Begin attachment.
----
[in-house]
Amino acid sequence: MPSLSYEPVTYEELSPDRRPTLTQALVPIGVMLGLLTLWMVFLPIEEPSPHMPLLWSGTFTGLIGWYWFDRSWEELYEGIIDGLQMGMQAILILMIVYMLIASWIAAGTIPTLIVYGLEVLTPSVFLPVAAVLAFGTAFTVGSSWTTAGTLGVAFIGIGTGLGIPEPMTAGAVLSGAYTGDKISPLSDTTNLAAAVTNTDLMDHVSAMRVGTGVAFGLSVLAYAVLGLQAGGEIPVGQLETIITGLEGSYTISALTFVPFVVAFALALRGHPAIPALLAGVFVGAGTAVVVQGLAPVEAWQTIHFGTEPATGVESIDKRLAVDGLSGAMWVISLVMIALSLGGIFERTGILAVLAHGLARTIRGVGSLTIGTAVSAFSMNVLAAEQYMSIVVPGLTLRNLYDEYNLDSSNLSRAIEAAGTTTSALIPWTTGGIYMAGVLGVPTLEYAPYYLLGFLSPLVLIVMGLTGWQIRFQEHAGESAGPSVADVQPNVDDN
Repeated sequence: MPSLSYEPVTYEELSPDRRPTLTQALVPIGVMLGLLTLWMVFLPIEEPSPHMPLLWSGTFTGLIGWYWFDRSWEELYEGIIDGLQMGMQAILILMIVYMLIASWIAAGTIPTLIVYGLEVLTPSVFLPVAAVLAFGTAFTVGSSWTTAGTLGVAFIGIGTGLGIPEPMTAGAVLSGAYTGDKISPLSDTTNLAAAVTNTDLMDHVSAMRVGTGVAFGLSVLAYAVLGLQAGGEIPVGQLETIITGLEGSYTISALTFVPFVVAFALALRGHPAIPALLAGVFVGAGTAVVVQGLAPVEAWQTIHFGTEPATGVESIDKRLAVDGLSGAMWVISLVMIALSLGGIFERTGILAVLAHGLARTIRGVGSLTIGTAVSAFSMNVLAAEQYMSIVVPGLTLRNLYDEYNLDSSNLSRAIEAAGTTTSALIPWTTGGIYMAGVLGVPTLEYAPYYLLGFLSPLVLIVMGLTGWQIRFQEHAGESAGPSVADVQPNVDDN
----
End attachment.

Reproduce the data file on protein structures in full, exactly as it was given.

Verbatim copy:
[in-house]
Amino acid sequence: MPSLSYEPVTYEELSPDRRPTLTQALVPIGVMLGLLTLWMVFLPIEEPSPHMPLLWSGTFTGLIGWYWFDRSWEELYEGIIDGLQMGMQAILILMIVYMLIASWIAAGTIPTLIVYGLEVLTPSVFLPVAAVLAFGTAFTVGSSWTTAGTLGVAFIGIGTGLGIPEPMTAGAVLSGAYTGDKISPLSDTTNLAAAVTNTDLMDHVSAMRVGTGVAFGLSVLAYAVLGLQAGGEIPVGQLETIITGLEGSYTISALTFVPFVVAFALALRGHPAIPALLAGVFVGAGTAVVVQGLAPVEAWQTIHFGTEPATGVESIDKRLAVDGLSGAMWVISLVMIALSLGGIFERTGILAVLAHGLARTIRGVGSLTIGTAVSAFSMNVLAAEQYMSIVVPGLTLRNLYDEYNLDSSNLSRAIEAAGTTTSALIPWTTGGIYMAGVLGVPTLEYAPYYLLGFLSPLVLIVMGLTGWQIRFQEHAGESAGPSVADVQPNVDDN
Repeated sequence: MPSLSYEPVTYEELSPDRRPTLTQALVPIGVMLGLLTLWMVFLPIEEPSPHMPLLWSGTFTGLIGWYWFDRSWEELYEGIIDGLQMGMQAILILMIVYMLIASWIAAGTIPTLIVYGLEVLTPSVFLPVAAVLAFGTAFTVGSSWTTAGTLGVAFIGIGTGLGIPEPMTAGAVLSGAYTGDKISPLSDTTNLAAAVTNTDLMDHVSAMRVGTGVAFGLSVLAYAVLGLQAGGEIPVGQLETIITGLEGSYTISALTFVPFVVAFALALRGHPAIPALLAGVFVGAGTAVVVQGLAPVEAWQTIHFGTEPATGVESIDKRLAVDGLSGAMWVISLVMIALSLGGIFERTGILAVLAHGLARTIRGVGSLTIGTAVSAFSMNVLAAEQYMSIVVPGLTLRNLYDEYNLDSSNLSRAIEAAGTTTSALIPWTTGGIYMAGVLGVPTLEYAPYYLLGFLSPLVLIVMGLTGWQIRFQEHAGESAGPSVADVQPNVDDN